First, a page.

Sheet music, or How music notation evolved

Melody notation is an invention older than you might expect
Speech and singing are generally thought to have evolved together as the human brain developed, and so did hearing. When early man began to distinguish songs from the spoken word, we will never know, but the fact is that the human effort to record melody is much older than we were told by our teachers in music class. 
However, we must not imagine classical music notation, a violin key, five lines and notes with (or without) a foot; the original notation was much simpler. It evolved in ancient times in civilizations that were ruled by writing. The earliest surviving hymnbooks come from China and are dated to the 4th-8th centuries BC! 
The earliest "music" record, however, dates from even further back in time. It was found in the 1950s in Syria, deciphered as a melody record and dated to the 14th century BC. So it's almost 3,500 years old!
The record is preserved as an engraving on clay tablets, on which the lyrics of the song are written, with the melody underneath in the form of musical markings that fit with the number of syllables and were intended to aid interpretation of the song.  
So-called notation techniques developed, of course, as did music or music theory, with notes taking on names and markings so that they could then be written down, and each civilisation contributing its own work. The Sumerians used a system of signs to determine the pitch and length of a note, and the ancient Egyptians did likewise. The Chinese, in turn, developed separate "instructions" for singers and instrument players, who used an outline of their instrument and dots to indicate the position of the fingers. This technique is still used today, for example in guitar and ukulele lessons.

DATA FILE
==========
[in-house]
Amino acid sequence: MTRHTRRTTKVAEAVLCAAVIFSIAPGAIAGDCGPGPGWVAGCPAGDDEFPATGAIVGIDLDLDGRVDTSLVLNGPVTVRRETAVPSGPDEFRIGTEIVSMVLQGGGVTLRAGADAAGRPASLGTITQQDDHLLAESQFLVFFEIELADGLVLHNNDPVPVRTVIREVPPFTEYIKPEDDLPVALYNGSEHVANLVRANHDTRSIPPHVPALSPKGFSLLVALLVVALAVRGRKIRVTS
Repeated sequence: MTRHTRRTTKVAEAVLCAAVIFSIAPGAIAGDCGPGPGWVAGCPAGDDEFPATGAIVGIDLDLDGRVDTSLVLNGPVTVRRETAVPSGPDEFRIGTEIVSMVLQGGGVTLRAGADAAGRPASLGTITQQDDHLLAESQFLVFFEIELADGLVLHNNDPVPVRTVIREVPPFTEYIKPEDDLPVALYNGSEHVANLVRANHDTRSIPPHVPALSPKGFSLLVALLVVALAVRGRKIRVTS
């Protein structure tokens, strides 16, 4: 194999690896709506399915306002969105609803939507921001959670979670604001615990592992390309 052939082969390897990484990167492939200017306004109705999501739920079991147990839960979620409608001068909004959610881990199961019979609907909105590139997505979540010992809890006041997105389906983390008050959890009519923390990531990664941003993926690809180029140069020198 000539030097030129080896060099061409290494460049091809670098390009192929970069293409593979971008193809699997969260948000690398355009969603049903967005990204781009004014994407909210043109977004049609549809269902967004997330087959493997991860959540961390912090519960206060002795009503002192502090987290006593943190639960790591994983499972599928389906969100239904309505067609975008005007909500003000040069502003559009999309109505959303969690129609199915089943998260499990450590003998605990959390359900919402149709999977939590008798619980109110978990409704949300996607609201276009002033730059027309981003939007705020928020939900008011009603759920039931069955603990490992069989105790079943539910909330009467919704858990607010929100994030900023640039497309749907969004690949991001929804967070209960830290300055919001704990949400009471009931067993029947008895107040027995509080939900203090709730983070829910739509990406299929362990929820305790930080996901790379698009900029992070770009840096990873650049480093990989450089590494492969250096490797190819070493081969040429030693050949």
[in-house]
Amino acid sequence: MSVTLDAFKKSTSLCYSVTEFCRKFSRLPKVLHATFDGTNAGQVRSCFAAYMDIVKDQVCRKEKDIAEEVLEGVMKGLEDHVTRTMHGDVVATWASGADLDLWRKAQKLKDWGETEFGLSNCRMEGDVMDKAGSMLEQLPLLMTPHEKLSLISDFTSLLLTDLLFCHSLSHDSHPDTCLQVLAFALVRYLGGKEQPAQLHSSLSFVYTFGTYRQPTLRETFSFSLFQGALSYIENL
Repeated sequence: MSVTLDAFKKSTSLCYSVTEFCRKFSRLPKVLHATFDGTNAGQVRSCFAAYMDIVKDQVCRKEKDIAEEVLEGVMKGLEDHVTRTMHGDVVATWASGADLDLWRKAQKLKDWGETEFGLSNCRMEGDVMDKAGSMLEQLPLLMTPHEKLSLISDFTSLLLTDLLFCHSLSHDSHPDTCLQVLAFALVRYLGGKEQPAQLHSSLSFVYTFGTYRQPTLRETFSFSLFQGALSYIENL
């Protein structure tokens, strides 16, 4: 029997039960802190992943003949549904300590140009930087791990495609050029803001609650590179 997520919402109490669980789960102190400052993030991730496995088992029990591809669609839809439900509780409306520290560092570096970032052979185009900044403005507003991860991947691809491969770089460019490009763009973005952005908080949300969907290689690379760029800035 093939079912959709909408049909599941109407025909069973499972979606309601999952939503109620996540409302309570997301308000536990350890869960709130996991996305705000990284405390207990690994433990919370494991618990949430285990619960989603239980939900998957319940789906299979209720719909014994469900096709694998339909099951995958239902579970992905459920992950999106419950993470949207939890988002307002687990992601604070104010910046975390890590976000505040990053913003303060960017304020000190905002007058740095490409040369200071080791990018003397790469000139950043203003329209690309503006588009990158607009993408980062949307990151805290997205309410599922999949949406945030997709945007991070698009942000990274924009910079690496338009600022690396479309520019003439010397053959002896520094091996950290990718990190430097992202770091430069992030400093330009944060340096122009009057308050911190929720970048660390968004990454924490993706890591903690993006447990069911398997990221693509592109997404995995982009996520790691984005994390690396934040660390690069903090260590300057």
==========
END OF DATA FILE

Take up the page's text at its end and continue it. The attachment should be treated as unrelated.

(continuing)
However, the surviving musical recordings do not tell us anything about the age of music as such. Our ancestors were certainly making music even before they started writing down their melodies. The oldest surviving instruments, pipes, drums or rattles, are up to 100,000 years old!  
Notation using the letters of the alphabet, as we know it today, originated in ancient Greece sometime in the 5th century BC. Then in the 5th century AD, the Roman philosopher Boethius developed a system of marking musical notes using the first fifteen letters of the alphabet, a system that was not surpassed until the Middle Ages. Then, in the 11th century AD, the first two note lines appeared, in which the melody is inscribed, allowing musicians to 'discover' the pitch of the notes. From there, the path led to the present five-line notation as it became established in the 17th century. The notation of the notes, or the rhythm of the melody itself, also evolved. The forerunner of today's quarter and semitones was the division of notes into thirds, which appeared in the 13th century, but semitones appeared a century later. 
It should be remembered that notation was for a long time the only way to preserve a melody. This was true, in fact, until the invention of recording devices such as the phonograph at first, and later the gramophone. Until then, the world knew only printed music notation, which over time turned into a profitable enterprise. At the turn of the 18th and 19th centuries, for example, 25,000 new songs or compositions were printed annually in the United States! A sheet music recording of one of the most popular tunes of its time, the waltz After the Ball of 1891, is said to have sold more than five million copies. Today, sheet music is a musician's affair; the layman need only press the knob of his or her chosen player and a little musical ear to discover the tune. Thus, reading music is now a privilege and a valued art, but not a necessity. It remains singing, which is known to heal the soul and brighten the day.